What Does It Mean for a School to Have a ‘Catholic Identity’?
If you’re someone who values a school’s Catholic identity in addition to rewarding academics, you’ve come to the right place.
The decision to attend college is one of those pivotal moments in life. So is choosing the one that best suits your career goals while continuing to form you in the Catholic faith. If you’re someone who values a school’s Catholic identity in addition to rewarding academics, you’ve come to the right place.
The National Catholic Register is proud to present its 19th-annual “Catholic Identity College Guide,” a carefully curated list of 44 educational institutions, primarily but not exclusively in the United States, which are committed to goals of academic excellence while boldly proclaiming their fidelity to the Catholic faith.
But first of all, what is “Catholic identity”? Here we have to go back a bit in history. In 1990, Pope St. John Paul II published his apostolic constitution on higher education, Ex Corde Ecclesiae (From the Heart of the Church), in which he laid out essential elements for the renewal of Catholic identity for universities. The core vision of the document: “Catholic teaching and discipline are to influence all university activities, while the freedom of conscience of each person is to be fully respected. Any official action or commitment of the university is to be in accord with its Catholic identity.”
In 2000, the Vatican asked the U.S. bishops to produce an application of Ex Corde, including legally binding norms; and the next year, the USCCB published its “Application to the United States” for Ex Corde.
It recognized a student’s right to receive instruction in authentic Catholic doctrine, especially from theologians, and affirmed the requirement of the mandatum.
Among the elements of Catholic identity were:
- having an administration, trustees and faculty who believe what the Church teaches and promote it on campus;
- having a majority of faculty that is Catholic;
- offering daily Mass and confession on campus;
- excluding advocates of abortion, euthanasia, embryonic stem-cell research, cloning; or the redefinition of marriage as commencement speakers and/or recipients of honorary degrees;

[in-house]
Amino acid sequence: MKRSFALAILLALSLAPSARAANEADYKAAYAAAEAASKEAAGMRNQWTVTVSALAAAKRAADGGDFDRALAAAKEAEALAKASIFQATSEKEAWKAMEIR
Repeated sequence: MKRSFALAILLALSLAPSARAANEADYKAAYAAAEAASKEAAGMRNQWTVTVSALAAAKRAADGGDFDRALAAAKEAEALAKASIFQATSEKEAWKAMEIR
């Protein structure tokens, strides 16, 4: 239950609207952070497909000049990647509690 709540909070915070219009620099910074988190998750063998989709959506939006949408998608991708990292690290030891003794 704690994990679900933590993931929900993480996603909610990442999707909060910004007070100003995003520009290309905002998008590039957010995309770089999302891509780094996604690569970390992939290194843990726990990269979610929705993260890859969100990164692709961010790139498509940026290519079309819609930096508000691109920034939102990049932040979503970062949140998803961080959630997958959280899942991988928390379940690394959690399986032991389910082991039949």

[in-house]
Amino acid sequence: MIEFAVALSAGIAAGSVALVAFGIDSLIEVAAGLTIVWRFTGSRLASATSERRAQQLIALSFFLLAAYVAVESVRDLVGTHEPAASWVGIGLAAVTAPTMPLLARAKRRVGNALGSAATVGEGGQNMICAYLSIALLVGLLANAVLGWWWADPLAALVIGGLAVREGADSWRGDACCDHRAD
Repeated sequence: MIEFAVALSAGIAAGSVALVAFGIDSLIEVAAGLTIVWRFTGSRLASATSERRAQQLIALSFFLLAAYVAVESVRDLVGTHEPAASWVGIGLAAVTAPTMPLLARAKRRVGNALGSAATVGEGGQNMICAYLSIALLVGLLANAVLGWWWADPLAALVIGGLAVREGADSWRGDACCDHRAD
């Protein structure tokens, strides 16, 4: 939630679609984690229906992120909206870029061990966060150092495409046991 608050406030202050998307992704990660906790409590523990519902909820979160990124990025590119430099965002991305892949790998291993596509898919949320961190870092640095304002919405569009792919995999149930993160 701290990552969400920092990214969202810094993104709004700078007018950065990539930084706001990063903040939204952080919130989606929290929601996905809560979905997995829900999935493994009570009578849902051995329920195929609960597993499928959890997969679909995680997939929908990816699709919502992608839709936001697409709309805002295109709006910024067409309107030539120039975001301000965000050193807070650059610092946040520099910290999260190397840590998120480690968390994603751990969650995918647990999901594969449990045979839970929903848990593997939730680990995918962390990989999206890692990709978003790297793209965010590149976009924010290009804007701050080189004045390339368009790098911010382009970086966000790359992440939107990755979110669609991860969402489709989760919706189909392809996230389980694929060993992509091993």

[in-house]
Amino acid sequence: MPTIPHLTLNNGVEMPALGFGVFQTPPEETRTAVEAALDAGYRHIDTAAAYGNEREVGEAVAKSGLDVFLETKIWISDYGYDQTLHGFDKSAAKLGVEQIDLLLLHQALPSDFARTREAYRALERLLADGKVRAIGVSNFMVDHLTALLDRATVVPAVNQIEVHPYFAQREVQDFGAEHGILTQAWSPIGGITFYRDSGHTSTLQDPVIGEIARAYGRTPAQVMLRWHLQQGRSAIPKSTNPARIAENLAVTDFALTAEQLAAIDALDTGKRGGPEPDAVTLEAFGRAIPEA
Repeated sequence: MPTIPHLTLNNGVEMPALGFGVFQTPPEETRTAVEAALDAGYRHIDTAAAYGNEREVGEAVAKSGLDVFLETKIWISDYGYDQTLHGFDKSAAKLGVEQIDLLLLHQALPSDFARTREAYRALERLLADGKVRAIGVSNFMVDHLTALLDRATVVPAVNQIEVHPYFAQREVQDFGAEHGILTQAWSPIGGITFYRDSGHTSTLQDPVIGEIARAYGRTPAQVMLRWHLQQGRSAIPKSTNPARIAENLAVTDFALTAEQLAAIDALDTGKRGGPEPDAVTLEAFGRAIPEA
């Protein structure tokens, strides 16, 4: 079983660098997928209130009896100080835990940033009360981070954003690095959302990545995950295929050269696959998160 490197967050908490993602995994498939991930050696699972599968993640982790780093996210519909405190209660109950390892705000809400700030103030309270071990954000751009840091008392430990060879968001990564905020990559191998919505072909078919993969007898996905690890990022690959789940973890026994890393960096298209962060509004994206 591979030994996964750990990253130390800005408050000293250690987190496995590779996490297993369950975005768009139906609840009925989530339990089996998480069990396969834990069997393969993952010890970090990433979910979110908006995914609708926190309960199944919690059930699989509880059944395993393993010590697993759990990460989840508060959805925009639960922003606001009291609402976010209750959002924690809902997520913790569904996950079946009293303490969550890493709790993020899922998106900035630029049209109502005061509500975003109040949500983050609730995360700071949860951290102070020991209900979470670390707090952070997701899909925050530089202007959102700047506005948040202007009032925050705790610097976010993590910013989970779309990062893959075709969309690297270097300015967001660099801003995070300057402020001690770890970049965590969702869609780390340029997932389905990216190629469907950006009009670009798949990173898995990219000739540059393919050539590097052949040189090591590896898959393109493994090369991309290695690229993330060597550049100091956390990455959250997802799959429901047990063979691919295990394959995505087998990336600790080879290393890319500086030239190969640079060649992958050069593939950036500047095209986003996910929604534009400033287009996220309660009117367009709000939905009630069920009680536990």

- having student health services prohibit referrals to abortion businesses.
Since 2004, the Register has used this blueprint to create a distinctive questionnaire we send to colleges and universities every year; and to their credit, many have responded.
In fact, many of the names you see in 2023 were with us in our first “Catholic Identity College Guide.” It is truly one of the few, if the only, objective measures of the effort by Catholic colleges and universities to achieve basic Catholic identity.
While we are grateful to list the 44 colleges, universities and academies who chose to participate in this year’s “College Guide,” we wish that even more of the schools to whom we send the questionnaire decided to participate.
In 2023, the Association of Catholic Colleges and Universities lists “230 Catholic institutions of higher education in the United States” alone. Where are the others? Regrettably, many have sacrificed their Catholic identity for worldly prestige and public image, but we should pray that they act decisively to regain their Catholicity.
Every year, we receive letters from both parents and students who have used the Register’s “College Guide” to sharpen their focus in their search for colleges that are unabashed in their commitment to the teachings of the Catholic Church or on the road to renewing their university commitment to their Catholic identity.
We believe that providing this guide has never been more important, given the wide range of attempts in our society today to marginalize or bully Catholics and their beliefs. Parents can find relief in knowing that there are still places where their children can pursue their call to sanctity within a faithful Catholic college community.
And students can be reassured that, at such a pivotal time in their lives, they can find a college home where they can pursue that sanctity and make their faith their own.
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